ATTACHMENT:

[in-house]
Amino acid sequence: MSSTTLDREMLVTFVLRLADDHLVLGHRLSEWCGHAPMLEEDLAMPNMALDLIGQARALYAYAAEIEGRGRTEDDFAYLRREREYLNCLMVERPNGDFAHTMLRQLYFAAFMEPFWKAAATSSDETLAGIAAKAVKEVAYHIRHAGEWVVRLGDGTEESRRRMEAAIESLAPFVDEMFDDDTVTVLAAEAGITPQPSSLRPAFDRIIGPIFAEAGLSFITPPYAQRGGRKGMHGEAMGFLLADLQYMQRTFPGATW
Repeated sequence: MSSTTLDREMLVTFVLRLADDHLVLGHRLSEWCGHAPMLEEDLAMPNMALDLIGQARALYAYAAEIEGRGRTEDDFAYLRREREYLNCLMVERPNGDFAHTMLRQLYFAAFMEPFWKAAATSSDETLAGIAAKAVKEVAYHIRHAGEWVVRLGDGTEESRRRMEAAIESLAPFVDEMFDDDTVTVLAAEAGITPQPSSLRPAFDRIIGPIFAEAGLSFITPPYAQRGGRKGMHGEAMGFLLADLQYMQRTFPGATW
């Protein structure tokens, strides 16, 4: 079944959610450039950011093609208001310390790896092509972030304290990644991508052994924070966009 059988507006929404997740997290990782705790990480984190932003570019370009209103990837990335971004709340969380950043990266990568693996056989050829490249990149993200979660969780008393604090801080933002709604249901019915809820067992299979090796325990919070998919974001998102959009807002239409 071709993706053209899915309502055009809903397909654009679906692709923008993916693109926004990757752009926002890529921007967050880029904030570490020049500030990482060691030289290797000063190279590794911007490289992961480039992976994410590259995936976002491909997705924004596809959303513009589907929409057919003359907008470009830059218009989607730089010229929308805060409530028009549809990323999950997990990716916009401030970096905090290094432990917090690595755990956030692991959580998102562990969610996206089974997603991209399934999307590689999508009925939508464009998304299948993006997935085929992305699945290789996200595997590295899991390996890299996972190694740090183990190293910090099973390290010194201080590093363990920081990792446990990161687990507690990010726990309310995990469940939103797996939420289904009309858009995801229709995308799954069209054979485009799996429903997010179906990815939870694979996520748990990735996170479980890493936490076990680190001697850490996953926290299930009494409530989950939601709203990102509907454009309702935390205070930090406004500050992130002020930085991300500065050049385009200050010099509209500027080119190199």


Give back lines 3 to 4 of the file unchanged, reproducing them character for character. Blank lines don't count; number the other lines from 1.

Repeated sequence: MSSTTLDREMLVTFVLRLADDHLVLGHRLSEWCGHAPMLEEDLAMPNMALDLIGQARALYAYAAEIEGRGRTEDDFAYLRREREYLNCLMVERPNGDFAHTMLRQLYFAAFMEPFWKAAATSSDETLAGIAAKAVKEVAYHIRHAGEWVVRLGDGTEESRRRMEAAIESLAPFVDEMFDDDTVTVLAAEAGITPQPSSLRPAFDRIIGPIFAEAGLSFITPPYAQRGGRKGMHGEAMGFLLADLQYMQRTFPGATW
């Protein structure tokens, strides 16, 4: 079944959610450039950011093609208001310390790896092509972030304290990644991508052994924070966009 059988507006929404997740997290990782705790990480984190932003570019370009209103990837990335971004709340969380950043990266990568693996056989050829490249990149993200979660969780008393604090801080933002709604249901019915809820067992299979090796325990919070998919974001998102959009807002239409 071709993706053209899915309502055009809903397909654009679906692709923008993916693109926004990757752009926002890529921007967050880029904030570490020049500030990482060691030289290797000063190279590794911007490289992961480039992976994410590259995936976002491909997705924004596809959303513009589907929409057919003359907008470009830059218009989607730089010229929308805060409530028009549809990323999950997990990716916009401030970096905090290094432990917090690595755990956030692991959580998102562990969610996206089974997603991209399934999307590689999508009925939508464009998304299948993006997935085929992305699945290789996200595997590295899991390996890299996972190694740090183990190293910090099973390290010194201080590093363990920081990792446990990161687990507690990010726990309310995990469940939103797996939420289904009309858009995801229709995308799954069209054979485009799996429903997010179906990815939870694979996520748990990735996170479980890493936490076990680190001697850490996953926290299930009494409530989950939601709203990102509907454009309702935390205070930090406004500050992130002020930085991300500065050049385009200050010099509209500027080119190199």